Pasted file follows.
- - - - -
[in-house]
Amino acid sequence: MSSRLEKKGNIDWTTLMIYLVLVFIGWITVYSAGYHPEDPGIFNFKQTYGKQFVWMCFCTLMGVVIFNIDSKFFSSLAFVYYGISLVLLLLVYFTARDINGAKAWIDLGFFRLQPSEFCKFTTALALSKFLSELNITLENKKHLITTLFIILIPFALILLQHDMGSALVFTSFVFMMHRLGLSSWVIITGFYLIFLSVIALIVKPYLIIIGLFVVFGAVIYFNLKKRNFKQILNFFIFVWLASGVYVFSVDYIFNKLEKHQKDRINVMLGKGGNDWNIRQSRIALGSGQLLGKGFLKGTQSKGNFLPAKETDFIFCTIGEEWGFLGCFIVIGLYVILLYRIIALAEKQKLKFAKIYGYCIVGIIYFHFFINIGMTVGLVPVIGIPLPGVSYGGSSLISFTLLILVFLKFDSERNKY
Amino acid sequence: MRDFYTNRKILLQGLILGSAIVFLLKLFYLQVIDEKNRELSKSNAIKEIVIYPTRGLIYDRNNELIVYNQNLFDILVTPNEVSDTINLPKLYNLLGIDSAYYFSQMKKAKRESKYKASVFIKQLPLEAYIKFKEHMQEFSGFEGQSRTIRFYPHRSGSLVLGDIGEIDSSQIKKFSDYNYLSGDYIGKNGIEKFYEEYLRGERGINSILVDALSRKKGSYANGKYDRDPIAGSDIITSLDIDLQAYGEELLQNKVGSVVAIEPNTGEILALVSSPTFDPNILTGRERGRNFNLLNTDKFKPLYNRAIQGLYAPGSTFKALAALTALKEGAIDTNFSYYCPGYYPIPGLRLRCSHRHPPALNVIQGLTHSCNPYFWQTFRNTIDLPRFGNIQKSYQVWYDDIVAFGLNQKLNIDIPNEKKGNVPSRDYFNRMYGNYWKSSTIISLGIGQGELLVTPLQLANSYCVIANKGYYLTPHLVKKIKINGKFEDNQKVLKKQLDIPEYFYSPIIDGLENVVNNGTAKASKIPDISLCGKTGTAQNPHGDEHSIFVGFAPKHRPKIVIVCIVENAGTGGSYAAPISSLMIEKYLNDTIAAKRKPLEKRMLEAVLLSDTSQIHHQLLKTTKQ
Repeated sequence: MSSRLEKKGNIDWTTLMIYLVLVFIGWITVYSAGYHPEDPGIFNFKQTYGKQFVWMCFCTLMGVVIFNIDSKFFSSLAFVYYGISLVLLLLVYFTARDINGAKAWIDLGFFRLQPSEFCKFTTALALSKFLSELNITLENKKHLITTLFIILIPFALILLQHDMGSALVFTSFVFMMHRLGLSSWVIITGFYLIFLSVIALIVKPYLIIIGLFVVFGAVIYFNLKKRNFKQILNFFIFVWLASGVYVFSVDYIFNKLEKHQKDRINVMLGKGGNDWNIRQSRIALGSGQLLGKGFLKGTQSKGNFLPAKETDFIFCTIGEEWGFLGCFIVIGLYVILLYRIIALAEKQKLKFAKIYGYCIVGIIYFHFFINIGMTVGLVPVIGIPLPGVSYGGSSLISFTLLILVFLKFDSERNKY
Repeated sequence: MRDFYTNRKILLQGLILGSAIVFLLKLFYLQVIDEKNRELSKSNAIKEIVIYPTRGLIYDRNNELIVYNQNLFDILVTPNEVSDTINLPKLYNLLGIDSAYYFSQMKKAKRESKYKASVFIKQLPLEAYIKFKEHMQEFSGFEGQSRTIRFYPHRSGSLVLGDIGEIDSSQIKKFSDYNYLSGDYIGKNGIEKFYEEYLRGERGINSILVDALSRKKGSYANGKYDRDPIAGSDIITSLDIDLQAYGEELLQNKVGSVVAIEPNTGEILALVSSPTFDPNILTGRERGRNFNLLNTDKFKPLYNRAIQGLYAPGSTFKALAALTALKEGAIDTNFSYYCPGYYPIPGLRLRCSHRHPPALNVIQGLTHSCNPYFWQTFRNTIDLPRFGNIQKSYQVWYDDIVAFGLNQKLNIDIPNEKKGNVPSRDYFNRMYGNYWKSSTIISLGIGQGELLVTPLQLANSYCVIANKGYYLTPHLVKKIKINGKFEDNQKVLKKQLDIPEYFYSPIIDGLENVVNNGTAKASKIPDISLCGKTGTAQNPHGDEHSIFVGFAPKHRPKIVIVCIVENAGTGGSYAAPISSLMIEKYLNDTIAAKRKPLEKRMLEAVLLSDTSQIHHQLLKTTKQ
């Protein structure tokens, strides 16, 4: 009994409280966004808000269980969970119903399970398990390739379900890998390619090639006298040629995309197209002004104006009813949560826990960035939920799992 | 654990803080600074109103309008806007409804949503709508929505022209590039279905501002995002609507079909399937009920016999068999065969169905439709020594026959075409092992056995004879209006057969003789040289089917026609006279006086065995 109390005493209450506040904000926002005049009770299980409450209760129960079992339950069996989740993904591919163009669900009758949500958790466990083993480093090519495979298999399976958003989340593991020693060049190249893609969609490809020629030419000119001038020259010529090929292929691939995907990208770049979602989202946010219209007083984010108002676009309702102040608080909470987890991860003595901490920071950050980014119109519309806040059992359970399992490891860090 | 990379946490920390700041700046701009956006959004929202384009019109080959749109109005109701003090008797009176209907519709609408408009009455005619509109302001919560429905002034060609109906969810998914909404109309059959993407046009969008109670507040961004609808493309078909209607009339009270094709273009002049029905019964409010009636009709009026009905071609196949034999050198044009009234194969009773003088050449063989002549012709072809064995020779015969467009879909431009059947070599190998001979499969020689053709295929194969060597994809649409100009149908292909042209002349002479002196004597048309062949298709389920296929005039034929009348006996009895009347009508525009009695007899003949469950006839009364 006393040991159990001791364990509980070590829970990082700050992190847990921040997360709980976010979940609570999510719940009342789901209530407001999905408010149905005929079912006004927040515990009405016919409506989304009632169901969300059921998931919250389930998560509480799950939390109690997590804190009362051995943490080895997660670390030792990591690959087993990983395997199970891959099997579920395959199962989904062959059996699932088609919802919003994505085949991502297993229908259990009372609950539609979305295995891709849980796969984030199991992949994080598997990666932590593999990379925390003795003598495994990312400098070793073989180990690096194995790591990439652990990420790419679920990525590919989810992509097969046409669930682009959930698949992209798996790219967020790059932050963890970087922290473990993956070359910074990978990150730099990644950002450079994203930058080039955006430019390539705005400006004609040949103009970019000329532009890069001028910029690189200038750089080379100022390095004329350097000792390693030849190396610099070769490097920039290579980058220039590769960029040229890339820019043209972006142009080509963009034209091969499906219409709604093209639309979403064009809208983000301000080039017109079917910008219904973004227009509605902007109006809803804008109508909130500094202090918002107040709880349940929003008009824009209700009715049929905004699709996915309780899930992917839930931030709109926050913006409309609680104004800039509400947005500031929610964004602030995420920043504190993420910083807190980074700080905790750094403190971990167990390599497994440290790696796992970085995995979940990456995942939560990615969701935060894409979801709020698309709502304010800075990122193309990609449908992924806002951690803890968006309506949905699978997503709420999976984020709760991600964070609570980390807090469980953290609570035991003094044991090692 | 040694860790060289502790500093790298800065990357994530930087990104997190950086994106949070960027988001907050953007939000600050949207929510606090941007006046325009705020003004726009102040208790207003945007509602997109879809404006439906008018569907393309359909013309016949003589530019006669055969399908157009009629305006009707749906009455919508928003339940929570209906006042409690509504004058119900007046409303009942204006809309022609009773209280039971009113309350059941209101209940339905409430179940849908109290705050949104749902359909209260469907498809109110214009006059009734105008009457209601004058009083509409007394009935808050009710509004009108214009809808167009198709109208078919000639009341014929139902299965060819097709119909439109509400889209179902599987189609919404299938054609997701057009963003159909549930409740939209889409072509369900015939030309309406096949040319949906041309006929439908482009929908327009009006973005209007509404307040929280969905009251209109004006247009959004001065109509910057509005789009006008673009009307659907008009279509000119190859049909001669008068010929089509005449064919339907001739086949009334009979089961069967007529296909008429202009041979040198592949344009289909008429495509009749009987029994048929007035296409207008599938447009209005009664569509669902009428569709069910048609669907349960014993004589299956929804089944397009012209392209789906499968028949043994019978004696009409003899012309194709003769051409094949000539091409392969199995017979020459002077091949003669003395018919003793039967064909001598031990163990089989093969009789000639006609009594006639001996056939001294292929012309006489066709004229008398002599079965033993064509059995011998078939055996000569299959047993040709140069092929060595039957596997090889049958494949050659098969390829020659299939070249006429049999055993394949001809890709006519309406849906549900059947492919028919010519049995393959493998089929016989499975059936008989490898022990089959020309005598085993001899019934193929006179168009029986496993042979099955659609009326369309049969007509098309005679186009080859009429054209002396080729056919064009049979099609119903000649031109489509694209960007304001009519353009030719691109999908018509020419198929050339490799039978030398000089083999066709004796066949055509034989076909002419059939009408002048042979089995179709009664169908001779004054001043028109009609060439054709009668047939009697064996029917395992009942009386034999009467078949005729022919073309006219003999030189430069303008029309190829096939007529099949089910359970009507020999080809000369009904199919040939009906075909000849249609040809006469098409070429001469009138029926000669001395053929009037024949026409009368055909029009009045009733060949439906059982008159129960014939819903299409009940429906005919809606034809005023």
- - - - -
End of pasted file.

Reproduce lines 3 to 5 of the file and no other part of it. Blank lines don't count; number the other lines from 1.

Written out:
Amino acid sequence: MRDFYTNRKILLQGLILGSAIVFLLKLFYLQVIDEKNRELSKSNAIKEIVIYPTRGLIYDRNNELIVYNQNLFDILVTPNEVSDTINLPKLYNLLGIDSAYYFSQMKKAKRESKYKASVFIKQLPLEAYIKFKEHMQEFSGFEGQSRTIRFYPHRSGSLVLGDIGEIDSSQIKKFSDYNYLSGDYIGKNGIEKFYEEYLRGERGINSILVDALSRKKGSYANGKYDRDPIAGSDIITSLDIDLQAYGEELLQNKVGSVVAIEPNTGEILALVSSPTFDPNILTGRERGRNFNLLNTDKFKPLYNRAIQGLYAPGSTFKALAALTALKEGAIDTNFSYYCPGYYPIPGLRLRCSHRHPPALNVIQGLTHSCNPYFWQTFRNTIDLPRFGNIQKSYQVWYDDIVAFGLNQKLNIDIPNEKKGNVPSRDYFNRMYGNYWKSSTIISLGIGQGELLVTPLQLANSYCVIANKGYYLTPHLVKKIKINGKFEDNQKVLKKQLDIPEYFYSPIIDGLENVVNNGTAKASKIPDISLCGKTGTAQNPHGDEHSIFVGFAPKHRPKIVIVCIVENAGTGGSYAAPISSLMIEKYLNDTIAAKRKPLEKRMLEAVLLSDTSQIHHQLLKTTKQ
Repeated sequence: MSSRLEKKGNIDWTTLMIYLVLVFIGWITVYSAGYHPEDPGIFNFKQTYGKQFVWMCFCTLMGVVIFNIDSKFFSSLAFVYYGISLVLLLLVYFTARDINGAKAWIDLGFFRLQPSEFCKFTTALALSKFLSELNITLENKKHLITTLFIILIPFALILLQHDMGSALVFTSFVFMMHRLGLSSWVIITGFYLIFLSVIALIVKPYLIIIGLFVVFGAVIYFNLKKRNFKQILNFFIFVWLASGVYVFSVDYIFNKLEKHQKDRINVMLGKGGNDWNIRQSRIALGSGQLLGKGFLKGTQSKGNFLPAKETDFIFCTIGEEWGFLGCFIVIGLYVILLYRIIALAEKQKLKFAKIYGYCIVGIIYFHFFINIGMTVGLVPVIGIPLPGVSYGGSSLISFTLLILVFLKFDSERNKY
Repeated sequence: MRDFYTNRKILLQGLILGSAIVFLLKLFYLQVIDEKNRELSKSNAIKEIVIYPTRGLIYDRNNELIVYNQNLFDILVTPNEVSDTINLPKLYNLLGIDSAYYFSQMKKAKRESKYKASVFIKQLPLEAYIKFKEHMQEFSGFEGQSRTIRFYPHRSGSLVLGDIGEIDSSQIKKFSDYNYLSGDYIGKNGIEKFYEEYLRGERGINSILVDALSRKKGSYANGKYDRDPIAGSDIITSLDIDLQAYGEELLQNKVGSVVAIEPNTGEILALVSSPTFDPNILTGRERGRNFNLLNTDKFKPLYNRAIQGLYAPGSTFKALAALTALKEGAIDTNFSYYCPGYYPIPGLRLRCSHRHPPALNVIQGLTHSCNPYFWQTFRNTIDLPRFGNIQKSYQVWYDDIVAFGLNQKLNIDIPNEKKGNVPSRDYFNRMYGNYWKSSTIISLGIGQGELLVTPLQLANSYCVIANKGYYLTPHLVKKIKINGKFEDNQKVLKKQLDIPEYFYSPIIDGLENVVNNGTAKASKIPDISLCGKTGTAQNPHGDEHSIFVGFAPKHRPKIVIVCIVENAGTGGSYAAPISSLMIEKYLNDTIAAKRKPLEKRMLEAVLLSDTSQIHHQLLKTTKQ